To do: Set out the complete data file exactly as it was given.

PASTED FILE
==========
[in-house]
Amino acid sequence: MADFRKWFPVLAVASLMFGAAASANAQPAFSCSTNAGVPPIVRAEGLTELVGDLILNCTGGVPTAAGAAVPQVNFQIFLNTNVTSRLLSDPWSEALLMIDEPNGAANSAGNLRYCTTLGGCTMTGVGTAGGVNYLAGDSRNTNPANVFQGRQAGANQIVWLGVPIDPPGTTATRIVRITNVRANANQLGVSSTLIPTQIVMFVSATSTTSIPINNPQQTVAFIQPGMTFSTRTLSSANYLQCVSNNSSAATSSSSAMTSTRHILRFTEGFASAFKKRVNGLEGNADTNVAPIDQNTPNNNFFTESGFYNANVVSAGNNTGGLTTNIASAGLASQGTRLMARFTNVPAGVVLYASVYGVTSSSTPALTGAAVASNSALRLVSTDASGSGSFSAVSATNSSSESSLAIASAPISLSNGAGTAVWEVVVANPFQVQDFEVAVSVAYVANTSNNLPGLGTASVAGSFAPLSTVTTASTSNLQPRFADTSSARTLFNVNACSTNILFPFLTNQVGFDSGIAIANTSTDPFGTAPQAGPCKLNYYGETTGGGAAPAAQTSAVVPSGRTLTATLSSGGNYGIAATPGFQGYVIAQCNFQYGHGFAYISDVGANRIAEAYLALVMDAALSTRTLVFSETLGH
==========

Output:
[in-house]
Amino acid sequence: MADFRKWFPVLAVASLMFGAAASANAQPAFSCSTNAGVPPIVRAEGLTELVGDLILNCTGGVPTAAGAAVPQVNFQIFLNTNVTSRLLSDPWSEALLMIDEPNGAANSAGNLRYCTTLGGCTMTGVGTAGGVNYLAGDSRNTNPANVFQGRQAGANQIVWLGVPIDPPGTTATRIVRITNVRANANQLGVSSTLIPTQIVMFVSATSTTSIPINNPQQTVAFIQPGMTFSTRTLSSANYLQCVSNNSSAATSSSSAMTSTRHILRFTEGFASAFKKRVNGLEGNADTNVAPIDQNTPNNNFFTESGFYNANVVSAGNNTGGLTTNIASAGLASQGTRLMARFTNVPAGVVLYASVYGVTSSSTPALTGAAVASNSALRLVSTDASGSGSFSAVSATNSSSESSLAIASAPISLSNGAGTAVWEVVVANPFQVQDFEVAVSVAYVANTSNNLPGLGTASVAGSFAPLSTVTTASTSNLQPRFADTSSARTLFNVNACSTNILFPFLTNQVGFDSGIAIANTSTDPFGTAPQAGPCKLNYYGETTGGGAAPAAQTSAVVPSGRTLTATLSSGGNYGIAATPGFQGYVIAQCNFQYGHGFAYISDVGANRIAEAYLALVMDAALSTRTLVFSETLGH